Suicidality in young children is a growing concern that must be addressed by parents and or caregivers. It is important that signs of distress in your child are taken seriously, even if it may seem like your child doesn’t understand what they are saying. Studies have shown that suicidal ideation and attempts can occur in children as young as 5 years old. Raising children in the Age of Information means our children now have more exposure to potentially dangerous influences than we may have had. This makes it essential that parents be proactive in addressing these issues as they arise.
How serious is this?
Adults must understand that children who express suicidal thoughts or behaviors are not simply seeking attention. These are serious cries for help and should never be written off as “normal” childhood behavior. Understandably, many young children lack the emotional flexibility and coping skills to handle stress, anxiety, and trauma, which can lead to suicidal thoughts or behaviors.
It is crucial to seek professional help immediately if your child expresses any of the following warning signs for suicidality:
● Increased impulsivity
● Withdrawal from friends and family
● Giving away beloved possessions
● Talk of self-harm or suicide
While your fears may cause you to hesitate or tell you to wait it out, remember that every second counts in preventing suicide. Speak to your child’s pediatrician or a mental health professional who specializes in working with children. If your child is already seeing a therapist, it is important to notify the therapist as soon as possible.
One of the most important risk factors for suicidality in young children is exposure to trauma. A study published in the Journal of the American Academy of Child and Adolescent Psychiatry found that children who had experienced multiple forms of trauma were at a significantly higher risk for suicidal ideation and attempts than those who had not experienced trauma. Additionally, children who had experienced trauma were more likely to have other mental health conditions, such as OCD or anxiety, that further increased their risk for suicidality.
OCD’s Role in Suicidality
Depending on what they are exposed to, whether through media or life events, children with OCD may experience intrusive thoughts about harm, violence, or death that can become difficult for them to control. These thoughts can be persistent and distressing, leading to feelings of hopelessness, guilt, and shame. As a result, children with OCD may experience suicidal ideation, and in some cases, they may attempt suicide as a way to escape their distress.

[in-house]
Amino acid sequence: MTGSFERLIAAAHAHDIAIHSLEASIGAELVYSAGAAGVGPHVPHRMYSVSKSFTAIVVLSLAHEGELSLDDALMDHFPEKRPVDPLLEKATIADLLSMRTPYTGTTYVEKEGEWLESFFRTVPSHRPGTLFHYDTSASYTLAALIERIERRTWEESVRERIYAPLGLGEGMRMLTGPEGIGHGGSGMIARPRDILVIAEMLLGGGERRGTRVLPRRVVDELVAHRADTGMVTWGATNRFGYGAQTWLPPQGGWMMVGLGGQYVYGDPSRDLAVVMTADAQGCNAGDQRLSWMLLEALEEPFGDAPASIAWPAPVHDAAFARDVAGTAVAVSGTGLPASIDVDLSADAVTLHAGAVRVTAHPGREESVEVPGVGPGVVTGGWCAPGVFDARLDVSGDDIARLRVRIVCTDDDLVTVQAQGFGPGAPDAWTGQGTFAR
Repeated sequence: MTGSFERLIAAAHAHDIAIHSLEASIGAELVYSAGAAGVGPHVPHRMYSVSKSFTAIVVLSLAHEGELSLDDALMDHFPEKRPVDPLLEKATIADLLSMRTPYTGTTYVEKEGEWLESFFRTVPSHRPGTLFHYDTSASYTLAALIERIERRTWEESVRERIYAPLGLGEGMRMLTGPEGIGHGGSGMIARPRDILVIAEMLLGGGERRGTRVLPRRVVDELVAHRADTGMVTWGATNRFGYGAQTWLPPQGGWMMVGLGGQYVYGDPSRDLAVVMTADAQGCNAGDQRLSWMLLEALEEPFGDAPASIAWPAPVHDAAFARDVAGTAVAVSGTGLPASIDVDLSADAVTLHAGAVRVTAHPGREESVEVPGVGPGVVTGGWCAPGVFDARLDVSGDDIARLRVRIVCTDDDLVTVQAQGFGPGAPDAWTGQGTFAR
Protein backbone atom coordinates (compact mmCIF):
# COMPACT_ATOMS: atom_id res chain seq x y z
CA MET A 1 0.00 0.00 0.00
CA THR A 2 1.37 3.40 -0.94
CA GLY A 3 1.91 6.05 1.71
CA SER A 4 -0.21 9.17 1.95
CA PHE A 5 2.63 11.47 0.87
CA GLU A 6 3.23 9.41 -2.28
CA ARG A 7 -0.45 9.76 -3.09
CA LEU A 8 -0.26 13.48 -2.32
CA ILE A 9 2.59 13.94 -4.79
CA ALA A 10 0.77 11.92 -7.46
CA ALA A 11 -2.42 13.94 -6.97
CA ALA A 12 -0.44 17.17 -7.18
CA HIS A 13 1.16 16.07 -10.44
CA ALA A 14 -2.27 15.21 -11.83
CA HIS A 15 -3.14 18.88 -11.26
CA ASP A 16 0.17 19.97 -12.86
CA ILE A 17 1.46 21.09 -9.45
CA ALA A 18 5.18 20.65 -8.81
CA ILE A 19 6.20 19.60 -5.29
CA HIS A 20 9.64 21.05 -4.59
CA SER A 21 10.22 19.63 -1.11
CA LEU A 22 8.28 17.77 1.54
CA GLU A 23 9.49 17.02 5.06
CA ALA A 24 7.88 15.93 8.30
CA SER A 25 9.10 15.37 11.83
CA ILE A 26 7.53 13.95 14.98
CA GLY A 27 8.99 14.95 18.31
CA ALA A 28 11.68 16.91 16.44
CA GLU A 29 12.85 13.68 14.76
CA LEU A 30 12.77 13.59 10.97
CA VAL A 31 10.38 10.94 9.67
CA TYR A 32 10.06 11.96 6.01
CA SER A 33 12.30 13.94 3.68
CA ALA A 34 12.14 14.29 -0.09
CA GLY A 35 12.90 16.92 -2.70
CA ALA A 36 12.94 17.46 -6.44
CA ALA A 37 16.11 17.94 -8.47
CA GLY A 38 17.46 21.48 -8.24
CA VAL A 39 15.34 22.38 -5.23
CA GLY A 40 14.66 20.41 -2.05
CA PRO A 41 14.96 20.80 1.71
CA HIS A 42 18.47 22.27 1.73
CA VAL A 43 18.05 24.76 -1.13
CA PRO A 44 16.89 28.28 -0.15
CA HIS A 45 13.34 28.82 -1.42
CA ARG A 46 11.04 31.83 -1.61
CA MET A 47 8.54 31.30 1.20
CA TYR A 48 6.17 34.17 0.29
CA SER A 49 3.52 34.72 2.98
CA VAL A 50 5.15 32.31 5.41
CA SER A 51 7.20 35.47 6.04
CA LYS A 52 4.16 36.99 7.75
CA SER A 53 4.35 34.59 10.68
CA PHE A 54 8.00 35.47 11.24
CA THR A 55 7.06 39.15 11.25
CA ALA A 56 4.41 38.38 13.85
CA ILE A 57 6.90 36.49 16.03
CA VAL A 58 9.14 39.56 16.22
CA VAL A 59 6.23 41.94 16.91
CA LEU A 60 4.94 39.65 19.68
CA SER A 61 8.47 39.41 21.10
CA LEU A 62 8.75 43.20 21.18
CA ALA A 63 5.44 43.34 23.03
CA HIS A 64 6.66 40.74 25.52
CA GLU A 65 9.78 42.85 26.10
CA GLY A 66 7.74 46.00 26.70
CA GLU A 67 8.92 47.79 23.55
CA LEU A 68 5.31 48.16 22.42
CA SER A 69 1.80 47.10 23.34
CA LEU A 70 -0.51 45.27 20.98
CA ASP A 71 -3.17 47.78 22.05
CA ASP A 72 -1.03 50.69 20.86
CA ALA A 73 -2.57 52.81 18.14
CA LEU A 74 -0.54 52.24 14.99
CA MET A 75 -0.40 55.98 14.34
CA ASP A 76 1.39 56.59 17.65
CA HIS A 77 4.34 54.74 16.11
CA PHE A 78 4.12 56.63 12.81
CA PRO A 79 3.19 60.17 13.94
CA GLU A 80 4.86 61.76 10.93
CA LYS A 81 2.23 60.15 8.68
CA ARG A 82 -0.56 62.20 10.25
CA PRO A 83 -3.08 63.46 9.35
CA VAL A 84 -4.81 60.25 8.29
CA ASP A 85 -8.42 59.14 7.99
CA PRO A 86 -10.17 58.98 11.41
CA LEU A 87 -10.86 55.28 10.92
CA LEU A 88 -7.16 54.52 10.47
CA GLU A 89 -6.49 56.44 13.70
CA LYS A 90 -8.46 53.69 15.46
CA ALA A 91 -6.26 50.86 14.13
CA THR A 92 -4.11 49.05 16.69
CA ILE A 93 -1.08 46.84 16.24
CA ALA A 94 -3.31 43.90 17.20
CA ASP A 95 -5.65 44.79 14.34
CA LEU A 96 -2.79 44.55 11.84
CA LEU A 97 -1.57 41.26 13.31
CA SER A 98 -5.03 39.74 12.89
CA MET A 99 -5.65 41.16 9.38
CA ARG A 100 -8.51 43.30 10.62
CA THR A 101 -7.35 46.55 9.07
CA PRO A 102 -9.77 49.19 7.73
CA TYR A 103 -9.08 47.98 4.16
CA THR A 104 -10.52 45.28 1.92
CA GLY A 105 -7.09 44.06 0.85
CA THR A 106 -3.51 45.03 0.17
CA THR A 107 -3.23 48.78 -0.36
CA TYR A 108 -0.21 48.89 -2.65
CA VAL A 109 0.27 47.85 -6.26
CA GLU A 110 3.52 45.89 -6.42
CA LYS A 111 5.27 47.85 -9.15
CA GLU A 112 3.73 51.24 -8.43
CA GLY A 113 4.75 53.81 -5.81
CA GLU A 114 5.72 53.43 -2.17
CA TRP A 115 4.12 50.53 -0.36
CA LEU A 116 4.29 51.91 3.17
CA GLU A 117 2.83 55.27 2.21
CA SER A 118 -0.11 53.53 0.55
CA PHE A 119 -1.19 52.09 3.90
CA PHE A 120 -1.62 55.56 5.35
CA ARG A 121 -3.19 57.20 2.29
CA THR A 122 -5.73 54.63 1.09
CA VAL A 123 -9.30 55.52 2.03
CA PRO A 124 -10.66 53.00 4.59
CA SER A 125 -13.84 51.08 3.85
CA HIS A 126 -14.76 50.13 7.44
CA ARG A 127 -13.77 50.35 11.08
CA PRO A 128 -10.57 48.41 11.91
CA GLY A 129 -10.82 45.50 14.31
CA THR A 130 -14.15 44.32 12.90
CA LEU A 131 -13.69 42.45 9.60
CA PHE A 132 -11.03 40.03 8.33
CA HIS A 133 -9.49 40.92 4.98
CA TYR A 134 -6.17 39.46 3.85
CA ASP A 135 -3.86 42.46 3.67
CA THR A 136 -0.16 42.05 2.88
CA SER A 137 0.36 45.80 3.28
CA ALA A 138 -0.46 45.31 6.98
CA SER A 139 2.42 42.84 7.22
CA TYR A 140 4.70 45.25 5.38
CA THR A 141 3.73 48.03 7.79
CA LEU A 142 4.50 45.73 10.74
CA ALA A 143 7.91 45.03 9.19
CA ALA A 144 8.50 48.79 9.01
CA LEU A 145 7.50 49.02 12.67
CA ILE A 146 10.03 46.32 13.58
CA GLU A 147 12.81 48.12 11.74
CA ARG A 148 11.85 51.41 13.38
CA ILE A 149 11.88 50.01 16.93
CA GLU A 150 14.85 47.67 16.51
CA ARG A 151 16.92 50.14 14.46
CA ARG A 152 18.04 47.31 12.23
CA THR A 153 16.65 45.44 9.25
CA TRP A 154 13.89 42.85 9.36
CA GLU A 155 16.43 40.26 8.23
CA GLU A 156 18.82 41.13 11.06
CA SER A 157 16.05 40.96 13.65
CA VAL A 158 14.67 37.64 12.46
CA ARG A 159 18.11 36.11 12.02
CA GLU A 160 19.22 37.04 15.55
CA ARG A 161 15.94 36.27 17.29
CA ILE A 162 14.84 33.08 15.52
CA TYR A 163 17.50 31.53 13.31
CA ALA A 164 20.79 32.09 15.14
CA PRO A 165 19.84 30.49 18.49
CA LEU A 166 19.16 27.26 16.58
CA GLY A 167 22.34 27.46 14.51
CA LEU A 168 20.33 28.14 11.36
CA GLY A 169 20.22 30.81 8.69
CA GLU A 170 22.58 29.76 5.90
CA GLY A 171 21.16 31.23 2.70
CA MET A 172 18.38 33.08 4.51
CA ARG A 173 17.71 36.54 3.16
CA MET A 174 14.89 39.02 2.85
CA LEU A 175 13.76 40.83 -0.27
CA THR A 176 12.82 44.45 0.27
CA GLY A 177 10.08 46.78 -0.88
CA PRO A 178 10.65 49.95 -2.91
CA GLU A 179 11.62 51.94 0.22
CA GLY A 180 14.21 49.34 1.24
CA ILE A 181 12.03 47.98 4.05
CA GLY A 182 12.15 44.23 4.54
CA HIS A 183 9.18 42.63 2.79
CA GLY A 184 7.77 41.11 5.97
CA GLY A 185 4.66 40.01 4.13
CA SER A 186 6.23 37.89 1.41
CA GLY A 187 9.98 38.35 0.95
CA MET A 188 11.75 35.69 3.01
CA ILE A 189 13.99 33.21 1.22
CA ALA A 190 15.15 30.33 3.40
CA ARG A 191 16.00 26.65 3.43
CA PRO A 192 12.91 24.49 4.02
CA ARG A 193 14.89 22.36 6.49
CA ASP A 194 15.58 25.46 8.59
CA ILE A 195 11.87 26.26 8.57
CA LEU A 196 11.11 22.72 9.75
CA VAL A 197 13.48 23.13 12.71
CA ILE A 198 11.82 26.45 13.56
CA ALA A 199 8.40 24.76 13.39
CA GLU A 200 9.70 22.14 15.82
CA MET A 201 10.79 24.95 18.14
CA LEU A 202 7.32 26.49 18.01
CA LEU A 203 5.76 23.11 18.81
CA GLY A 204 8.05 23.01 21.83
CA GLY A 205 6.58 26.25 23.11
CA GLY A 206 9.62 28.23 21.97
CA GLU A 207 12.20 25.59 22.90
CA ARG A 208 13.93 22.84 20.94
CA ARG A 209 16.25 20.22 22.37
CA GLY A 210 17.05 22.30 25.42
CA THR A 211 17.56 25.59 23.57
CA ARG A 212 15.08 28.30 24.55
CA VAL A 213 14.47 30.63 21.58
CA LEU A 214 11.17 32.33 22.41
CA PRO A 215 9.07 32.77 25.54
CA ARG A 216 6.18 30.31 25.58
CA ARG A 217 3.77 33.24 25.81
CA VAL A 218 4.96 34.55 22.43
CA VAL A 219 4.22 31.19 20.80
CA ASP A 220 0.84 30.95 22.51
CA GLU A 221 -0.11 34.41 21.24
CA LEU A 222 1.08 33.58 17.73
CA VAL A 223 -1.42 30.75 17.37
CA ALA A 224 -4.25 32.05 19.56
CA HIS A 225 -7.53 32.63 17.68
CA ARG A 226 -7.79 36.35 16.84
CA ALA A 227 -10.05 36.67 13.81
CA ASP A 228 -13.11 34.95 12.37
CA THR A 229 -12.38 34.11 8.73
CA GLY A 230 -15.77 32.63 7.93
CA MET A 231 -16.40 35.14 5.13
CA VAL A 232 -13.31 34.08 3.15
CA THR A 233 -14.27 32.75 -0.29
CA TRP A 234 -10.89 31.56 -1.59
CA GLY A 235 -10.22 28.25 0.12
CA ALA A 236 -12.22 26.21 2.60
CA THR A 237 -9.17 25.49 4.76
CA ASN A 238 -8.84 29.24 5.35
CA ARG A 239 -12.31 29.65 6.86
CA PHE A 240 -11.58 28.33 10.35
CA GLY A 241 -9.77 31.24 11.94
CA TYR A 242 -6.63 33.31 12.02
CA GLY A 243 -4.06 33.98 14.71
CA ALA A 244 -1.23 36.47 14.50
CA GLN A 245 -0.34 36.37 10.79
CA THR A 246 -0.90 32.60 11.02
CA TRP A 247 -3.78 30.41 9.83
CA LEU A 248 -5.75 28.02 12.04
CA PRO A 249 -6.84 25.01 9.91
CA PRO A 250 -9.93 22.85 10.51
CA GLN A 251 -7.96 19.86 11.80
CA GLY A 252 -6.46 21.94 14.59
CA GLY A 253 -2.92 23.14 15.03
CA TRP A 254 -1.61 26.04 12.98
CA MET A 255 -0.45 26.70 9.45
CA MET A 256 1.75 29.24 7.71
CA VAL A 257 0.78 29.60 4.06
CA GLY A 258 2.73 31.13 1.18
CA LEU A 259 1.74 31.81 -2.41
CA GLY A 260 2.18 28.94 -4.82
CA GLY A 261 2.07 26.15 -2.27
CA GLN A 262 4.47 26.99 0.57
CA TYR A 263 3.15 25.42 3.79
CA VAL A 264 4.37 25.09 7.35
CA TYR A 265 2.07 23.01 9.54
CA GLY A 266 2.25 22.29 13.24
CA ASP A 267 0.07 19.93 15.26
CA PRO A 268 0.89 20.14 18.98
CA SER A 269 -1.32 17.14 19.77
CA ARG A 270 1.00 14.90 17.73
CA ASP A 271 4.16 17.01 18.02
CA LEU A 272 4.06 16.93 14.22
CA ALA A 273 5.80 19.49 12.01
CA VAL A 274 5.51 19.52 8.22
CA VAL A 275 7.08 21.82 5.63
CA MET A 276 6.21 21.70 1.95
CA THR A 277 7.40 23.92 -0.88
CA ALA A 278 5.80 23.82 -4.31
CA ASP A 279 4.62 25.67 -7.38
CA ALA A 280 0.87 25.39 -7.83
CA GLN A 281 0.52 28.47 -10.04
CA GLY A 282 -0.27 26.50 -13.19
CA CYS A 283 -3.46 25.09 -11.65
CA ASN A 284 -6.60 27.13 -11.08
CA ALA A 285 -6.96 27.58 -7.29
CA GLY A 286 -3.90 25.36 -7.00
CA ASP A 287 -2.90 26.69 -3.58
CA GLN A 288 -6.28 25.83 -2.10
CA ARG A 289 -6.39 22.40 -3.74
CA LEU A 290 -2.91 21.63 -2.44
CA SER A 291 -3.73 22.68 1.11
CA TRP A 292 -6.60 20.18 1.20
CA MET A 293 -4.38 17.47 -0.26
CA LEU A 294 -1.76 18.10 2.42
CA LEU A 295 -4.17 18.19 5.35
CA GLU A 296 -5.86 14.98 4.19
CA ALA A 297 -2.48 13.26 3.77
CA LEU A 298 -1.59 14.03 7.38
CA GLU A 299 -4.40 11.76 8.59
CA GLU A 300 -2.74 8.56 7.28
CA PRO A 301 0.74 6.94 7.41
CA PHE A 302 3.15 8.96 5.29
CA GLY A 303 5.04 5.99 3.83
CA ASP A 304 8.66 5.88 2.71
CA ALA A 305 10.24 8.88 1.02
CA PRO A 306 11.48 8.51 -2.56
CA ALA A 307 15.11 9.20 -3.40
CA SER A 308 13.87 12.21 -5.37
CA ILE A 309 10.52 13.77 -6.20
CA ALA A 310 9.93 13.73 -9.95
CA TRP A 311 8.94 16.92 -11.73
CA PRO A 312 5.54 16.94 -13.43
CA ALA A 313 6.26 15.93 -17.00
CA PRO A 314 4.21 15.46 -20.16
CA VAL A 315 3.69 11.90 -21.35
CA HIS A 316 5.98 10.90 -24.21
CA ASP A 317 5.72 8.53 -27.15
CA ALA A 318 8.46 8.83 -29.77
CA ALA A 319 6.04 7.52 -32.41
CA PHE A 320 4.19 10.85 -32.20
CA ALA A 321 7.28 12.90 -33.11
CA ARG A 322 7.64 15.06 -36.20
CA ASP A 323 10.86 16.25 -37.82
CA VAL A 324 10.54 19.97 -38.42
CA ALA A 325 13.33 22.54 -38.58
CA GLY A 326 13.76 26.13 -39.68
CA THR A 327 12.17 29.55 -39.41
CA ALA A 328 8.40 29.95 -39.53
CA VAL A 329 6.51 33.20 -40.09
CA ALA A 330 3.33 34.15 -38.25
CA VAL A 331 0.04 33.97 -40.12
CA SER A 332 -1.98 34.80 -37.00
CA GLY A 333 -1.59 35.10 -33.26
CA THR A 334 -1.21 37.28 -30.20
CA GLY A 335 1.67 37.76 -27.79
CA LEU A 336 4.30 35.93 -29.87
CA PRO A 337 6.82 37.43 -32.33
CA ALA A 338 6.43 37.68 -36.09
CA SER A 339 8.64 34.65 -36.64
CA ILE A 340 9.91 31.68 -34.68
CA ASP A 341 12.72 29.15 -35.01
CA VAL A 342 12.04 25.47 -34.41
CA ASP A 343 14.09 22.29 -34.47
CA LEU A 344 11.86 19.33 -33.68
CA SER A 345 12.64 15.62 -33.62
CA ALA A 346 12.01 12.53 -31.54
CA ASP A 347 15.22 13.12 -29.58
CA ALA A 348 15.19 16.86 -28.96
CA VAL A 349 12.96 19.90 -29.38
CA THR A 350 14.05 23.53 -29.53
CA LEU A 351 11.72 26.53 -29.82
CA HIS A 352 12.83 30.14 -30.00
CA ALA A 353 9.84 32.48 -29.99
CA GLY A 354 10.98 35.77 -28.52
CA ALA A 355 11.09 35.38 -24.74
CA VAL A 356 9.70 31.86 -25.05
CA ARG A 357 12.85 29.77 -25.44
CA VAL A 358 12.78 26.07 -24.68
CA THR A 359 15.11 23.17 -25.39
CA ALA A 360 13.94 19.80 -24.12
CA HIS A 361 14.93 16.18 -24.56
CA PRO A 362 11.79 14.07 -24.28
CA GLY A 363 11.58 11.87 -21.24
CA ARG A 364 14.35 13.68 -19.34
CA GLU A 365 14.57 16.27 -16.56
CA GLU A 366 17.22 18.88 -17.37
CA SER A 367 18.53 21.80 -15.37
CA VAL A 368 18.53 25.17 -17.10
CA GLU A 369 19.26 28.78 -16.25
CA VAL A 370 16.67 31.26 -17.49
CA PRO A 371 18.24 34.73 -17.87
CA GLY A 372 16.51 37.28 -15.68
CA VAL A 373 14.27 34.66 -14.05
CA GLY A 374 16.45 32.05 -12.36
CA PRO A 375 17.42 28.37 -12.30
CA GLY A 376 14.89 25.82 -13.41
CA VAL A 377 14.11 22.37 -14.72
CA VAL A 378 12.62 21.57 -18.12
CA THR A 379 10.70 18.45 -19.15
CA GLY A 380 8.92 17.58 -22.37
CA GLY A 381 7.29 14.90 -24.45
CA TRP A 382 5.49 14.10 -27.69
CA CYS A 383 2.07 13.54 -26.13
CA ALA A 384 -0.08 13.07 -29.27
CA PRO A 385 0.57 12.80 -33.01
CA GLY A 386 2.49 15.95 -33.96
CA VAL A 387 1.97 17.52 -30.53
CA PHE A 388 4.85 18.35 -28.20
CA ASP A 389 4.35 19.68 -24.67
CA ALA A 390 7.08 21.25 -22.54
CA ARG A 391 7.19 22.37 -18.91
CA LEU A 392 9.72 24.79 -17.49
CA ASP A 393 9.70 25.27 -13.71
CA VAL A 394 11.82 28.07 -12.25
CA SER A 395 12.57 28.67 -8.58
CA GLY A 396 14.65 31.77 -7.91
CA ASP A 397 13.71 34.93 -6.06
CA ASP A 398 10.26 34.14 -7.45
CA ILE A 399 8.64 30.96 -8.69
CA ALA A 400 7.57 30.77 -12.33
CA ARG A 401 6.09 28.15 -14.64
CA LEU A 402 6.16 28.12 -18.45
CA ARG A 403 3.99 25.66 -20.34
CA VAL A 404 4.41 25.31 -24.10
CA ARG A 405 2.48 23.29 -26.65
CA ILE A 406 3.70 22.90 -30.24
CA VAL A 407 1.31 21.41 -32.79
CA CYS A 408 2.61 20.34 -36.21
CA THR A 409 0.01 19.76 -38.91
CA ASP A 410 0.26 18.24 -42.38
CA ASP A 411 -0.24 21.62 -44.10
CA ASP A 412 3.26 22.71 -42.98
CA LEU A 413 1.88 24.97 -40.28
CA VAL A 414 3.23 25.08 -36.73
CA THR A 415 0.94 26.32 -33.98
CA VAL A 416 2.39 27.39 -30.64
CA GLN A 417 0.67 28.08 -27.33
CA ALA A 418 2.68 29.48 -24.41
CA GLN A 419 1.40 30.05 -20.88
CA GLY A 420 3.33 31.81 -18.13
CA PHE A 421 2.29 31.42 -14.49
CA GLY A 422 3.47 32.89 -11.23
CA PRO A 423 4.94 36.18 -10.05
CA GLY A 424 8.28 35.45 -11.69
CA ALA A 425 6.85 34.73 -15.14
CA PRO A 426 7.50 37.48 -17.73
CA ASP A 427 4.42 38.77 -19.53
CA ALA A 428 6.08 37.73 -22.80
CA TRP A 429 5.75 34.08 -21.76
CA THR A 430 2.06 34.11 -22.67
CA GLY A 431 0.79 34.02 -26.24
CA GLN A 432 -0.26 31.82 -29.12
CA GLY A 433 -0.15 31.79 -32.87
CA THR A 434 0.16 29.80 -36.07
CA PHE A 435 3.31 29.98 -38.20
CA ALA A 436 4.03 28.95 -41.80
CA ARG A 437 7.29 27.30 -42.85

In addition to intrusive thoughts, children with OCD may also experience other symptoms, such as excessive worry, avoidance behaviors, and compulsive rituals. These symptoms can interfere with a child’s daily functioning, social interactions, and academic performance, leading to feelings of isolation and low self-esteem as they get older.
It is essential to create an open and supportive environment where your child feels comfortable expressing their feelings and concerns. Encourage your child to communicate openly and honestly with you, and listen without judgment or criticism. Validate your child’s emotions and reassure them that they are not alone and that you are there to support them through any challenges they may be facing.
It is understandable that some parents may be reluctant to seek help, fearing that it could reflect poorly on their parenting or that their child may be stigmatized or labeled. However, the consequences of ignoring suicidal ideation and attempts can be severe. If you are concerned about your child’s safety, prioritize your child’s well-being by consulting a trained mental health professional. There are several resources available for families and communities who are dealing with suicidality in young children, such as the National Suicide Prevention Lifeline and the Suicide Prevention Resource Center.